[0113] In one example, the substrate is a semiconductor wafer, the third cavity is an anode cavity, and step 1312 comprises etching the anode cavity into the bottom surface of the semiconductor wafer at an area that opposes the cathode and contact wells extending inwards from the upper surface of the wafer. hi this example, the etching is performed until an ion exchange layer at the bottom of the cathode well connects with and forms at least a portion of the interior of the anode cavity, and the conductor placed in the bottom of the contact well also connects with and forms at least a portion of the interior of the anode cavity.

[0114] In the case of a hydrogen fuel cell where an anode layer has not been previously deposited, step 312 may comprise depositing and patterning an anode layer on the underside of the ion exchange layer.

[0115] Step 1312 is followed by step 1314, in which the third cavity is capped. In one example, the third cavity is capped by a cap or lid which is adhered to or otherwise affixed to the bottom of the third cavity, and which may be the same or different material from the substrate.

[0116] In an optional next step, applicable in the case in which the fuel cell is a metal fuel cell, and a reaction solution is employed to carry fuel into the anode cavities of the fuel cells, and to carry one or more reaction products out of the anode cavities, the portions of the interior of the anode cavity, and the regions of ingress and egress thereto, which come in contact with the reaction solution, may be rendered substantially chemically inert in relation to the reaction solution, such as by coating these areas with a suitable material or by suitable doping of these areas. This step may involve masking the underside of the ion exchange layer before coating, or otherwise implanting, doping, or altering, the reaction medium contacting areas to render them chemically inert.

[0117] In one example, the reaction solution is KOH, and these areas are either coated with a layer of PTFE to render them substantially chemically inert with respect to KOH. Suitable doping is also a possible mechanism for rendering the areas of contact with the reaction medium substantially chemically inert thereto.

[0118] The anode cavities should be formed such that one or more regions of ingress and egress thereto are included. Moreover, if the resultant integrated fuel cells are to be part of an electrochemical power system, a regeneration unit, optionally one or more reservoirs, one or more circulating means and suitable flow channels linking these elements with the anode cavities, an optionally control or load circuitry should also be formed or included in the substrate through additive or subtractive processes, or suitable combinations of the two. One of ordinary skill in the art will be able to perform these tasks after reading this disclosure.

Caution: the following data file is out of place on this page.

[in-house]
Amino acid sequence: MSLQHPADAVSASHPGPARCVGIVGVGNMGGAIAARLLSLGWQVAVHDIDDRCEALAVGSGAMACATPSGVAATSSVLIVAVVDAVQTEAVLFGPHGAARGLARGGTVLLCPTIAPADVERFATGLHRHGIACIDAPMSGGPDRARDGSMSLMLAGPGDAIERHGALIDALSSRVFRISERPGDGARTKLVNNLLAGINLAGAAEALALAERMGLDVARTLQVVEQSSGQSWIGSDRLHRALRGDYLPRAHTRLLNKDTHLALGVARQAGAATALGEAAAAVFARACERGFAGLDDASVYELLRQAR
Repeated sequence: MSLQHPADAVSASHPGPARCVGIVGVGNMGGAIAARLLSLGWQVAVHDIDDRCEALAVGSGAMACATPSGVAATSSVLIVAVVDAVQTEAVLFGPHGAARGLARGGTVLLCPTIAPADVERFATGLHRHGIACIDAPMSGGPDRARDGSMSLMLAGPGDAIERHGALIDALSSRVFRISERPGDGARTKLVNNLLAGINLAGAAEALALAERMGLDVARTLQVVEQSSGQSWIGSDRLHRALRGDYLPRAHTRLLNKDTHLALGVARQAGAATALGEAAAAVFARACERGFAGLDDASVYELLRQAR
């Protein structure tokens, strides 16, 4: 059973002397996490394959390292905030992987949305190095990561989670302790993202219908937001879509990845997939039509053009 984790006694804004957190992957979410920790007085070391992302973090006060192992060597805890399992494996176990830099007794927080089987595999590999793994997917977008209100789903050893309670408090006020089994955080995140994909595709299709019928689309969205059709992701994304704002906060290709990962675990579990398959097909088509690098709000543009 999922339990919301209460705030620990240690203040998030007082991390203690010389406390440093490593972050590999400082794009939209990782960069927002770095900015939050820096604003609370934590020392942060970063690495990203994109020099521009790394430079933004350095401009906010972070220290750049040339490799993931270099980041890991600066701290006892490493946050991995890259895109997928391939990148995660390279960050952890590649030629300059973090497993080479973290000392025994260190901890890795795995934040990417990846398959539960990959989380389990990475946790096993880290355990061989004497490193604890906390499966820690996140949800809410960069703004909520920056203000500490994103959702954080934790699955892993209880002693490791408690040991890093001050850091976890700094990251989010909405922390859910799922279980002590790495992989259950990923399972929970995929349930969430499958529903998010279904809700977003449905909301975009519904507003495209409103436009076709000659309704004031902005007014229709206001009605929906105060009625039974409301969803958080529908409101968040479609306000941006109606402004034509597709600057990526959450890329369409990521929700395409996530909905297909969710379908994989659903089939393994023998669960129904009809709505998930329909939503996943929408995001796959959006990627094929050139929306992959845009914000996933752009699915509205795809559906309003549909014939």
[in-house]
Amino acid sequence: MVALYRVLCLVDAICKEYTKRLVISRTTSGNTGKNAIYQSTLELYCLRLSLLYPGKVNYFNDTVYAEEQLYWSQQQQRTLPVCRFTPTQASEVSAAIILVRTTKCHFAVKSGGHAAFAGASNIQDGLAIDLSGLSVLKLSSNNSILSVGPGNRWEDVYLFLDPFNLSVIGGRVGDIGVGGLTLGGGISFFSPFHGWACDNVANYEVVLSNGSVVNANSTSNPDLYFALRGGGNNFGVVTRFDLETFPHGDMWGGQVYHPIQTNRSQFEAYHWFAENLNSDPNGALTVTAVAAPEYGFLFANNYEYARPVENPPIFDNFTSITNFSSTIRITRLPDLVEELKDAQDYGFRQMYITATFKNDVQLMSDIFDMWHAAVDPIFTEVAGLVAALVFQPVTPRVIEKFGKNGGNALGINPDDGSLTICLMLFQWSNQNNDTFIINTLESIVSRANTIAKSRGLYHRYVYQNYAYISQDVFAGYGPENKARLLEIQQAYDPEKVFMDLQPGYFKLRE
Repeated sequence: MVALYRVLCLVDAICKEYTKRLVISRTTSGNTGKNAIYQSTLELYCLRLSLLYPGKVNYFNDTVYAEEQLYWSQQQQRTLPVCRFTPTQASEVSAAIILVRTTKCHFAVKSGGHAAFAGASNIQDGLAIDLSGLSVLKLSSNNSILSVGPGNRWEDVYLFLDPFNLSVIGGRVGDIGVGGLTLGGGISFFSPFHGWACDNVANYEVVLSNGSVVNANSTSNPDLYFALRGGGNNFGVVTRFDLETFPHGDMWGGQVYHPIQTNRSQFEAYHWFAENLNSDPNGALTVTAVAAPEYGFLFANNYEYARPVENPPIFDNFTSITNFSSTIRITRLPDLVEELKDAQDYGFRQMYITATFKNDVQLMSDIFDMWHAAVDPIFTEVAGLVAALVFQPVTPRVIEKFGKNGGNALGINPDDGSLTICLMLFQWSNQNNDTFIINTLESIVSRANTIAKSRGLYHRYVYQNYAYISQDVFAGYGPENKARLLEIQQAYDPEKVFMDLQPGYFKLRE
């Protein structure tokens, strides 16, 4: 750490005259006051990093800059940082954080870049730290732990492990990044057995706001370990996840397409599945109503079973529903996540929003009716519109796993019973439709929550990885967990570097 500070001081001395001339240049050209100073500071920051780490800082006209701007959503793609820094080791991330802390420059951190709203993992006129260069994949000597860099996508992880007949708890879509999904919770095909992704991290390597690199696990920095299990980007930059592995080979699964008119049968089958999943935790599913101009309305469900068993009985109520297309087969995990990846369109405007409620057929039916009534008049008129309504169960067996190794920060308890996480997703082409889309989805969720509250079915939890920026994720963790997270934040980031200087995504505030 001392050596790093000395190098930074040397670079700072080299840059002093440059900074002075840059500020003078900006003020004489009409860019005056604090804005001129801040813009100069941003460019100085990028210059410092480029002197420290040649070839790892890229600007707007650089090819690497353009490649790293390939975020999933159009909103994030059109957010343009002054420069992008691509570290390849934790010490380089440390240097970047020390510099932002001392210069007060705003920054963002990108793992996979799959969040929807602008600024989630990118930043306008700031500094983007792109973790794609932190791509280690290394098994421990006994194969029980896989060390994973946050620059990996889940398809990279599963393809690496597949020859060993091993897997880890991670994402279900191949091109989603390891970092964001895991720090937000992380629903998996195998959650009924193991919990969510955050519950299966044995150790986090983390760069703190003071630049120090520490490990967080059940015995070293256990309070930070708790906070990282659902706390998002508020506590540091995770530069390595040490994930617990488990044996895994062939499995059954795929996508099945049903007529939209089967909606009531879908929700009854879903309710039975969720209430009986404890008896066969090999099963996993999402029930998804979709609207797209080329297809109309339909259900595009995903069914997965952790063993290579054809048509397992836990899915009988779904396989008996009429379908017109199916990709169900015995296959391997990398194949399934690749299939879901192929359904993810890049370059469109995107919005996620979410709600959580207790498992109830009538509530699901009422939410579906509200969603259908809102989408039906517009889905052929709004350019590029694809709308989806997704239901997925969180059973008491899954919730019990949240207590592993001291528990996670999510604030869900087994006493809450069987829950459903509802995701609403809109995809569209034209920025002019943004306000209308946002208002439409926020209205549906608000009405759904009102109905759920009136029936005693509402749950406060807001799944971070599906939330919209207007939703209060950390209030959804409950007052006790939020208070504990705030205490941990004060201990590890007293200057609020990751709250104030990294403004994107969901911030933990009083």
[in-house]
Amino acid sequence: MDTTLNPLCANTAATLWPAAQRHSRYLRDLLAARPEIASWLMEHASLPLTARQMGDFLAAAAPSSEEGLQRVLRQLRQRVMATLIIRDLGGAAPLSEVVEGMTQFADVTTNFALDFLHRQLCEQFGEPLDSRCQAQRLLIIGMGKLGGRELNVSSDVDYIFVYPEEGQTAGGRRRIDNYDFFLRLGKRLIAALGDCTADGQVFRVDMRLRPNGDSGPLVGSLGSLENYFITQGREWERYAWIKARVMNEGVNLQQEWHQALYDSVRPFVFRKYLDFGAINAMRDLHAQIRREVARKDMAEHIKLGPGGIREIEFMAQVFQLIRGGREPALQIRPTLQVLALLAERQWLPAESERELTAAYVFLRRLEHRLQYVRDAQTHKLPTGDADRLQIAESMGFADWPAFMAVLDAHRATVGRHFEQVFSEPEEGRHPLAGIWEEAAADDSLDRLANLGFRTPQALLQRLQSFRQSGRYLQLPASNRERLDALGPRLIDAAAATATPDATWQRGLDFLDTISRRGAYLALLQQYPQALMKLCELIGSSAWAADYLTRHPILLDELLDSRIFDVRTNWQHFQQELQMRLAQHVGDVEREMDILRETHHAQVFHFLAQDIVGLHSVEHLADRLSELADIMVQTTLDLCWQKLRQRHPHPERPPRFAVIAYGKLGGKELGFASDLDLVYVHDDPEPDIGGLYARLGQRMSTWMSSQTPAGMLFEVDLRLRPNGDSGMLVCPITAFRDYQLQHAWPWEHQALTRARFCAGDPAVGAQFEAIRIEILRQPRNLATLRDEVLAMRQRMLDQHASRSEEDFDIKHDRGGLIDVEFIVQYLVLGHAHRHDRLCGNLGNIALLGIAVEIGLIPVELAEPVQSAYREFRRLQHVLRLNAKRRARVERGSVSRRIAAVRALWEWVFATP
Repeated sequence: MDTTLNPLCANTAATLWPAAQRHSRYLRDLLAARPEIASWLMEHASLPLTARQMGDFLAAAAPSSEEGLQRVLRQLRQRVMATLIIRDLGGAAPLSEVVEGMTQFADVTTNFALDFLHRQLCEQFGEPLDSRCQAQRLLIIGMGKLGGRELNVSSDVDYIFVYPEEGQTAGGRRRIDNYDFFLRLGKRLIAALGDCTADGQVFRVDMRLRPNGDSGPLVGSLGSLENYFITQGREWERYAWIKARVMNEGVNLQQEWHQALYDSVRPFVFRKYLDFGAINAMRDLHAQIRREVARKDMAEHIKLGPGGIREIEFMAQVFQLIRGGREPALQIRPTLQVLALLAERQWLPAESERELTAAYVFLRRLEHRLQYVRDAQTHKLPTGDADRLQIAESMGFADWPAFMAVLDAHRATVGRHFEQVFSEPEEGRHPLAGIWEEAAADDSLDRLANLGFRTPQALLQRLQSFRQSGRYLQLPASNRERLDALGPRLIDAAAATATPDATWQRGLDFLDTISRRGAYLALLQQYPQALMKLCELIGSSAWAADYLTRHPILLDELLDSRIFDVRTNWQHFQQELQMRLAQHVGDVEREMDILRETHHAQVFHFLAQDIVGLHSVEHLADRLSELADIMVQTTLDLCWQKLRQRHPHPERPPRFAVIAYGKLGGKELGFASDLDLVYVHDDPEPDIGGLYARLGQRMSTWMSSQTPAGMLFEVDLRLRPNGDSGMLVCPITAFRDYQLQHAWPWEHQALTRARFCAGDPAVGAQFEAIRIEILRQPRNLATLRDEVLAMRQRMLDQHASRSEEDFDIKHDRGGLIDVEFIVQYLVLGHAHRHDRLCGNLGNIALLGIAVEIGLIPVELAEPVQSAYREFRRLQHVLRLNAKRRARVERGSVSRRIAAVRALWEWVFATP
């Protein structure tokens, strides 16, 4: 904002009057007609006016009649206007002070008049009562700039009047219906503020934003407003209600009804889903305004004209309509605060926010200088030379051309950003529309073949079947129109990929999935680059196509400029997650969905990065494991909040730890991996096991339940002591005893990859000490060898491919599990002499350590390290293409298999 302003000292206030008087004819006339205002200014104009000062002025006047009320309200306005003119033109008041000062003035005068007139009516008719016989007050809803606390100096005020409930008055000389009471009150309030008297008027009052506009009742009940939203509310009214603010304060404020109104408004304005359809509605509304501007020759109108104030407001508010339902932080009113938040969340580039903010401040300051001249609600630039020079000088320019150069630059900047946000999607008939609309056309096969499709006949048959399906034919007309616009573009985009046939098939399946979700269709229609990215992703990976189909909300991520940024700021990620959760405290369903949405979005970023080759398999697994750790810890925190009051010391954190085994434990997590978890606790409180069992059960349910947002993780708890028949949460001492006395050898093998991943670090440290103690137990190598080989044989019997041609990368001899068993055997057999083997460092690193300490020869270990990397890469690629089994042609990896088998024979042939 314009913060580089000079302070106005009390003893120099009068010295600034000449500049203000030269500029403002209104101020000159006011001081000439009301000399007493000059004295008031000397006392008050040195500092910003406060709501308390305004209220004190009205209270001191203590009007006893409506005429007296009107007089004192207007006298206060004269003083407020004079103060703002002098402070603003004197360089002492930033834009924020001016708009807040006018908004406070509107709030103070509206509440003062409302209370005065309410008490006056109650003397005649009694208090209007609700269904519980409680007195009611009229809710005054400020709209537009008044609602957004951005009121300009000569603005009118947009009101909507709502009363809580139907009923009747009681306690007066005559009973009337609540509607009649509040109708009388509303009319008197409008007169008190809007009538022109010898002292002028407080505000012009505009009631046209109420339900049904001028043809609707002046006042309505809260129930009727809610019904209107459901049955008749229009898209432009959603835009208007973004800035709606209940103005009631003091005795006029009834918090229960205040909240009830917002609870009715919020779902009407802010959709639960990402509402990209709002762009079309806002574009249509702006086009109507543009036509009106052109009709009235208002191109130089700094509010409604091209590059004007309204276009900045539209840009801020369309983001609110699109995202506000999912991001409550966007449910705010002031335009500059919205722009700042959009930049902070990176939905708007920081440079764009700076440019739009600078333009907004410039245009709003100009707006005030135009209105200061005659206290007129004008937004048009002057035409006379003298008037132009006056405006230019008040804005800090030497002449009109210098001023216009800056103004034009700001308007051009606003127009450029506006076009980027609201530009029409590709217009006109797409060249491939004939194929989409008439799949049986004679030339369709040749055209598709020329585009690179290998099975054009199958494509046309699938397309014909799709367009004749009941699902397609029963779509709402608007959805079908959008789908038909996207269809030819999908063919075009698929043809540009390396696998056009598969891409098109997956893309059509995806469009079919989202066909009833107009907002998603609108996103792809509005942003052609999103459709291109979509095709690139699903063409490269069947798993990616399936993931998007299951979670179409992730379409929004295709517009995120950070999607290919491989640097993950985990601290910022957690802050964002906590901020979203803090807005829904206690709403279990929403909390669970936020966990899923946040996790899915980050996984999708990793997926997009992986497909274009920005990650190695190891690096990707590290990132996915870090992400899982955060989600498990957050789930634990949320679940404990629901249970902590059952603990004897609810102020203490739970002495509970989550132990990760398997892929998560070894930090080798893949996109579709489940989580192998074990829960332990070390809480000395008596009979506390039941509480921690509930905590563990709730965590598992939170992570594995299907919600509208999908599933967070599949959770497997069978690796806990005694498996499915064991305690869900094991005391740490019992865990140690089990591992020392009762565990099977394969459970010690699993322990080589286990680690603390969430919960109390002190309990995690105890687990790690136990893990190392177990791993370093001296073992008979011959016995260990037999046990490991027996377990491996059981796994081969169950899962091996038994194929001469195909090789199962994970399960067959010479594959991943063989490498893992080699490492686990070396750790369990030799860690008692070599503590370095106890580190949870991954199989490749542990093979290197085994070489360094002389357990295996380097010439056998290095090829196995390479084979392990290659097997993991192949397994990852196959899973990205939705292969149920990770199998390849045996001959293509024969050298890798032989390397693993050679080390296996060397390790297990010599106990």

[0119] Referring to FIGS. 14A-14I, a first example of the method of FIG. 13 is illustrated. In the first step, illustrated in FIG. 14A, cathode well 1400 and contact well 1402 are etched into the upper surface 1404 of a semiconductor wafer. Many other examples are possible, so this example should not be taken as limiting.

[0120] In the second step, illustrated in FIG. 14B, the ion exchange layer 1406 (which in one example is a hydrophilic polymer) is deposited and patterned so it is confined to the bottom of the cathode well 1400.

[0121] In the third step, illustrated in FIG. 14C, catalyst layer 1408 (which in one example is catalyzed carbon) is deposited over ion exchange layer 1406 and patterned so that it is again confined to the bottom of the cathode well 1400.

[0122] In the fourth step, illustrated in FIG. 14D, a metal conducting layer is deposited and patterned to form separate conductors 1410 a and 1410 b, where conductor 1410 a forms a bridge to contact well 1402, and conductor 1410 b contacts cathode layer 1408.

[0123] In step five, illustrated in FIG. 14E, porous backing layer 1411 (which is one example comprises a hydrophobic polymer) is deposited over the metal and ion exchange layers and patterned as shown.

[0124] In the sixth step, illustrated in FIG. 14F, one or more insulator layers 1412 a, 1412 b may be deposited over the porous backing and metal conducting layers and patterned as shown so that an opening 1414 is present which allows diffusion of a second reactant (such as oxygen from the ambient air or from some other source) towards the bottom of the cathode well.

[0125] The seventh step is illustrated in FIG. 14G. There, anode well 1416 is etched into the bottom surface 1418 of the semiconductor wafer. The anode cavity 1416 is situated at a location that generally opposes that of contact well 1402, and cathode well 1400. It extends into the interior of the substrate sufficiently so that the metal conductor 1418 at the bottom of the well connects with and forms at least a portion of the interior of anode well 1416, and so that the ion exchange layer 1406 at the bottom of the cathode well 1400 connects with and forms at least a portion of the interior of anode well 1416.